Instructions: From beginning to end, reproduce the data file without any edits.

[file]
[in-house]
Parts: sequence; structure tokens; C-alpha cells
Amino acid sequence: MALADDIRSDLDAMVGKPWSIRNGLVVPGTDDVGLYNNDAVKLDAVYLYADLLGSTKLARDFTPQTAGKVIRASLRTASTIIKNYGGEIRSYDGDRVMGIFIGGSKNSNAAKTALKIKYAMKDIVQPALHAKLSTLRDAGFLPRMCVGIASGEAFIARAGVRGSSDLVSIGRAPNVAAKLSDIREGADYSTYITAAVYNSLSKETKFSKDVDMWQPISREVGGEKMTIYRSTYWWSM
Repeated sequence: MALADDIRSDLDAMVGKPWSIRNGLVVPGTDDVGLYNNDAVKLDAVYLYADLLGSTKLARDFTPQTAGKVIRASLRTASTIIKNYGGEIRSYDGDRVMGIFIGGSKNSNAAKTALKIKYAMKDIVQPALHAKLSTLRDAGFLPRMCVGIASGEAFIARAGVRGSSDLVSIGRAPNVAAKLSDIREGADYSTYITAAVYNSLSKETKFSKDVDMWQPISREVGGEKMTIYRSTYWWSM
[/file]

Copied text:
[in-house]
Parts: sequence; structure tokens; C-alpha cells
Amino acid sequence: MALADDIRSDLDAMVGKPWSIRNGLVVPGTDDVGLYNNDAVKLDAVYLYADLLGSTKLARDFTPQTAGKVIRASLRTASTIIKNYGGEIRSYDGDRVMGIFIGGSKNSNAAKTALKIKYAMKDIVQPALHAKLSTLRDAGFLPRMCVGIASGEAFIARAGVRGSSDLVSIGRAPNVAAKLSDIREGADYSTYITAAVYNSLSKETKFSKDVDMWQPISREVGGEKMTIYRSTYWWSM
Repeated sequence: MALADDIRSDLDAMVGKPWSIRNGLVVPGTDDVGLYNNDAVKLDAVYLYADLLGSTKLARDFTPQTAGKVIRASLRTASTIIKNYGGEIRSYDGDRVMGIFIGGSKNSNAAKTALKIKYAMKDIVQPALHAKLSTLRDAGFLPRMCVGIASGEAFIARAGVRGSSDLVSIGRAPNVAAKLSDIREGADYSTYITAAVYNSLSKETKFSKDVDMWQPISREVGGEKMTIYRSTYWWSM